Friday, October 19, 2007

Will the gPhone change the mobile industry's business model?

Blogging while attending a conference.

Rumors are that the long-rumored Google phone will be announced soon. A Fortune blog quotes the rumor that the announcement is coming next week (Oct. 24) while the blog of ZDNet's editor repeats the rumor that the announcement is Nov. 5.

So people are writing (if not reading) are rumors about rumors about rumors. The interest in the gPhone today is comparable to that on the iPhone 11 months ago, and exactly parallels the buildup to Apple's Jan. 9 unveiling. It's not clear whether this is because these firms are highly visible, because they're good at using secrecy, because the industry needs another entrant, or because bloggers just need something to write about.

The Fortune article quotes a securities analyst as saying 50,000 phones will ship this year, which seems very optimistic timing. Apple unveiled the iPhone in January (for June 29 availability) because details were going to leak in the FCC certification process. If the gPhone isn't being evaluated by the FCC today, it seems unlikely that it will pass by Dec. 15.

More interesting is the claim that HTC is (a) firm that's going to make gPhones. This seems a lot more plausible, because it knocks down (silly) speculation that Google would make gPhones. Also, HTC is quite plausible as a gPhone maker, since they are a generic Taiwanese ODM (trying to become a branded vendor) with US presence via Cingular (AT&T), and in fact is only known in the US because they have already used someone else's software (Windows Mobile) as a market entry strategy. But of course, if Google is a mobile software supplier, there will be many other vendors.

The main reason I raise this is not to speculate on release dates, features or partners, but because of one of the few new insights that I've seen on this topic over the past 6 months. This morning on, Brian Caulfield argues that the gPhone business model is far more important than its features -- because (like everything else Google does) it will presumably be ad-supported, and leverage Google's core competence in ad targeting.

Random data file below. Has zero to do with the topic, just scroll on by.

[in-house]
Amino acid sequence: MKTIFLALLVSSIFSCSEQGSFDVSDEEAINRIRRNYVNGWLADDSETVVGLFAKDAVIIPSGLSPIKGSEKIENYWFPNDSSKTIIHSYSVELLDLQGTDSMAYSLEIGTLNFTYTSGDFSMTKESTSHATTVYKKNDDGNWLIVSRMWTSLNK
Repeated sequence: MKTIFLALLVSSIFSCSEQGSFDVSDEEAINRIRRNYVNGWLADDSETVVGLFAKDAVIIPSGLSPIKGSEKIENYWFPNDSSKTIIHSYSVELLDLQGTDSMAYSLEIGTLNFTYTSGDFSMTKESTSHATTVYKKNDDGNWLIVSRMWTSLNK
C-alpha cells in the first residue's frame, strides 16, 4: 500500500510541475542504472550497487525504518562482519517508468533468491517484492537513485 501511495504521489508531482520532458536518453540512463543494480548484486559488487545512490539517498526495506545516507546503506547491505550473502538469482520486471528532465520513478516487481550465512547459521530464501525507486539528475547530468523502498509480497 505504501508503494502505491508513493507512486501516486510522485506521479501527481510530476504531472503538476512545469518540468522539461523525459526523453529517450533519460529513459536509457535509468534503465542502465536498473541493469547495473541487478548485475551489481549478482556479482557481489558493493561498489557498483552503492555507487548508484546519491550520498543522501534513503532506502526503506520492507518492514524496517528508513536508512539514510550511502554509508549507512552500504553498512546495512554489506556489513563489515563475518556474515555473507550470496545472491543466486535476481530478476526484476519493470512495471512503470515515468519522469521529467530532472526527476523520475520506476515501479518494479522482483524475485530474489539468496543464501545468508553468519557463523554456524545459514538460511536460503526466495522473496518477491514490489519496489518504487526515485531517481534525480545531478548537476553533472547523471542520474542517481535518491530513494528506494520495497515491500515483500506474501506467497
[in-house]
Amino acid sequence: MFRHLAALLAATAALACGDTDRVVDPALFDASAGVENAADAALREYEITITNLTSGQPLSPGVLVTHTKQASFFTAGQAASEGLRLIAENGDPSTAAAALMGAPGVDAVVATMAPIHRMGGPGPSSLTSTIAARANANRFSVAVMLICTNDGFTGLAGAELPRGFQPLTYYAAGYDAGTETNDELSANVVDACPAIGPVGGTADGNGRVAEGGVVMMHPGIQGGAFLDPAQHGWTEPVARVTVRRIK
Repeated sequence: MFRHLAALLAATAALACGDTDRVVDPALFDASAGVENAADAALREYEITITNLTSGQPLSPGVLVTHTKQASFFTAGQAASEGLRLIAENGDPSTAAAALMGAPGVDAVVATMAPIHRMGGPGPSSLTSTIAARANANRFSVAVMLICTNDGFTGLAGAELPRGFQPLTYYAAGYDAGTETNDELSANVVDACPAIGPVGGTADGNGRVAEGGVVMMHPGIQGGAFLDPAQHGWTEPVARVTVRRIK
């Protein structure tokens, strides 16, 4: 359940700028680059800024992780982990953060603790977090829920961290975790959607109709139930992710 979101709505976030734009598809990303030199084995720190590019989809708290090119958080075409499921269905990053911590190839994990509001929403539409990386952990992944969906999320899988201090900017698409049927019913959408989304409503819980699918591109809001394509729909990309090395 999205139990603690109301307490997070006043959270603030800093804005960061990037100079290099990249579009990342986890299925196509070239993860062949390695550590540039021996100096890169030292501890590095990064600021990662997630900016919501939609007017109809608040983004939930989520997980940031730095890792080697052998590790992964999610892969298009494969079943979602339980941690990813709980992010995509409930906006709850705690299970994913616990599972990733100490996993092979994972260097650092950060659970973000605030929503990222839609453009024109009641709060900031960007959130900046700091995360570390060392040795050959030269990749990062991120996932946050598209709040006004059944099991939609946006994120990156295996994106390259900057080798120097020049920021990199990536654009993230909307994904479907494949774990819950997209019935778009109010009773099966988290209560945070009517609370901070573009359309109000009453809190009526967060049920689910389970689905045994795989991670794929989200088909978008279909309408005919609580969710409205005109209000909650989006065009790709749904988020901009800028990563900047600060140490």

Since Microsoft and Apple are targeting the high end, and Google (with open source) is targeting the lwo end, Caulfield's speculation is also that the gPhone will have the greatest impact on the developing world. That makes sense since the gPhone in the developed world, would be a substitute/replacement for existing cellphones, while in the developing world (India and China are oft-mentioned) is the only place left with any new adoption possible, not to mention the most cost-sensitive users who might be more willing to put up with ads.

This would be a quite a change for the mobile industry. A lot of people run around saying Asia is the leader of mobile innovation, with Europe second (except possibly for smartphones) and the US last. But "Asia" normally means Japan, as with NTT's i-mode or FOMA (UMTS), or the J-Phone creation of the cameraphone category. More recently it has also included Korea, with nearly universal adoption of 3G (via cdma2000 migration) and experiments in things like music downloads and mobile TV).

India and China were already the world leader in mobile phones as a substitute for wireline -- most countries adopted wireline then wireless but these countries (and others) are on a path to bypass wireline altogether. Could ad-supported mobile phones in India and China be the beginning of a global trend? In this case, it really would be an important step in Google's inexorable march towards Total World Domination.

On the other hand, it might be that Americans and Europeans and Japanese will be quite happy with their existing cellphone and business models and not interested in switching to an ad-based model. In that case, the gPhone would reflect a strategy for part of the world (and the most rapidly growing part) but an inevitable wave for the whole world. In that case, what influence will Google have on the mobile industry in the developed world?

1 comment:

doug said...

The gp won't change the business model, the world will. Apple kick started it, Google merely takes it into the end zone. (note: total US bias since the rest of the world will tell us they have been there already)

Helio got the marketing right (although personal experience tells me they didn't get the product right :) - this is not, not, not about mobile phones. It is, is, is about mobile communications. I want my Internet always, everywhere. I don't want to talk to people that much (it's probably just me, but on a family plan of 700 minutes we're hard pressed to use 200) but by g@d I want to hit the web and such!

The only thing bigger than G-ads is m-marketing (ads, coupons, transactions). With location based services and reasonable data plans you can actually deliver 'hyper-local' marketing. All the promises of LBS are about to come true and the g-boys are going to push this really, really hard. Anybody in the Cell world paying attention?